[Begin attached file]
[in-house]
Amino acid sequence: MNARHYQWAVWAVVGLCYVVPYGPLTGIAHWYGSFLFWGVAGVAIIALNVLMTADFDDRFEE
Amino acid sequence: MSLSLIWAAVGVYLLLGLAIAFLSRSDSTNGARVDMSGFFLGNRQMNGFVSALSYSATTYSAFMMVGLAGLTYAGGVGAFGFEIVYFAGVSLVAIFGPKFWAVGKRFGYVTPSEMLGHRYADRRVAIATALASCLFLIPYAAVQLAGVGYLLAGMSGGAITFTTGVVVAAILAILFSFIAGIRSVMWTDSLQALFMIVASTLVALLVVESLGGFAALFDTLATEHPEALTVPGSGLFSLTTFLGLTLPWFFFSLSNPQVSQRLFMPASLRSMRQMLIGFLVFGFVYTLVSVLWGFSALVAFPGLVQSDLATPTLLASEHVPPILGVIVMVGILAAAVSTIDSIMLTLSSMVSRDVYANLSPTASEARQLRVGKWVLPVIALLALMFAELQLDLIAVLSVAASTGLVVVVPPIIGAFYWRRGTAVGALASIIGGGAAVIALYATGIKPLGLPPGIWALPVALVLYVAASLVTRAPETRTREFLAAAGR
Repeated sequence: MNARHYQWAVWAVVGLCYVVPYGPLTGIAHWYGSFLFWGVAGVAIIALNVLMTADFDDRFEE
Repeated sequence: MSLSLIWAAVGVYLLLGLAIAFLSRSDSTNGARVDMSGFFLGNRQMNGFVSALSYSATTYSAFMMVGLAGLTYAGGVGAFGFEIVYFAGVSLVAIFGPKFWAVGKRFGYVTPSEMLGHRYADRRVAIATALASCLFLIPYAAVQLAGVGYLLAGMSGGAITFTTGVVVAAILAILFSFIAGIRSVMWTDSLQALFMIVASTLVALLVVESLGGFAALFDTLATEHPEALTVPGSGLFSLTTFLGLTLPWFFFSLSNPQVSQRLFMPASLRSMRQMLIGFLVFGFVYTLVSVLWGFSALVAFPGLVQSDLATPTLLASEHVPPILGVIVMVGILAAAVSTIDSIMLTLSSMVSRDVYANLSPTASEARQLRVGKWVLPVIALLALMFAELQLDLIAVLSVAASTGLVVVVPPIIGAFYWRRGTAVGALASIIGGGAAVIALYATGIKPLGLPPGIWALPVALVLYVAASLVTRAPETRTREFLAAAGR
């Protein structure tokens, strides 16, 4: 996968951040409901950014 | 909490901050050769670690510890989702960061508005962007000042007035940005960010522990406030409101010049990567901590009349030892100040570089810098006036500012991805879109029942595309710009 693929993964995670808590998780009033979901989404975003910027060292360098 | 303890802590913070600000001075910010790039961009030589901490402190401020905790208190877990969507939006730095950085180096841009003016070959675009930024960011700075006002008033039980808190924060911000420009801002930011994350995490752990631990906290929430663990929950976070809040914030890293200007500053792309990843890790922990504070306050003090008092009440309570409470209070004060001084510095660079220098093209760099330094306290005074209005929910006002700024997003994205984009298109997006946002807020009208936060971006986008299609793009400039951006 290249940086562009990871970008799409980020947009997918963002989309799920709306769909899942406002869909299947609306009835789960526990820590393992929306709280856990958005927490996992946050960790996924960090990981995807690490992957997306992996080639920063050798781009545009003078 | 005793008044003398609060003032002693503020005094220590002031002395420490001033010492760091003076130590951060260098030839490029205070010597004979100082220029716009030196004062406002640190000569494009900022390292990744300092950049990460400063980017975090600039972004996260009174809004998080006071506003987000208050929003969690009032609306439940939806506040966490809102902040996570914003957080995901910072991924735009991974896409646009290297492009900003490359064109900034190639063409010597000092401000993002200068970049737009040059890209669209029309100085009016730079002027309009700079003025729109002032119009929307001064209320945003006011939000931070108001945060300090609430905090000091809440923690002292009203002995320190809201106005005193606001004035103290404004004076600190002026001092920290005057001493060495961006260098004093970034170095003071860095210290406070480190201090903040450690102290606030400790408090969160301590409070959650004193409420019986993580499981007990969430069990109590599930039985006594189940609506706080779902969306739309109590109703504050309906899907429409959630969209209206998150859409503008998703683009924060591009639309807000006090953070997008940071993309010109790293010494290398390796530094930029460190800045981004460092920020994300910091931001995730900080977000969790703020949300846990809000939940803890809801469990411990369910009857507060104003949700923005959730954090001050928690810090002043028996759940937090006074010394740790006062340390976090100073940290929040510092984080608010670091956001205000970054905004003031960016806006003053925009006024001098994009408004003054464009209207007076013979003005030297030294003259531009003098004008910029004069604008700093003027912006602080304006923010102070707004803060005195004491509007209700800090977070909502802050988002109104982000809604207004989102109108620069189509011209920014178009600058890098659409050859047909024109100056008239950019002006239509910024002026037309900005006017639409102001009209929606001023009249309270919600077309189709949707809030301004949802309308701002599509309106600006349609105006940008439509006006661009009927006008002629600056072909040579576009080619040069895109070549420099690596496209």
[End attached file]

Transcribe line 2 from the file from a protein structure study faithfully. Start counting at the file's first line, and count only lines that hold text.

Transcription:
Amino acid sequence: MNARHYQWAVWAVVGLCYVVPYGPLTGIAHWYGSFLFWGVAGVAIIALNVLMTADFDDRFEE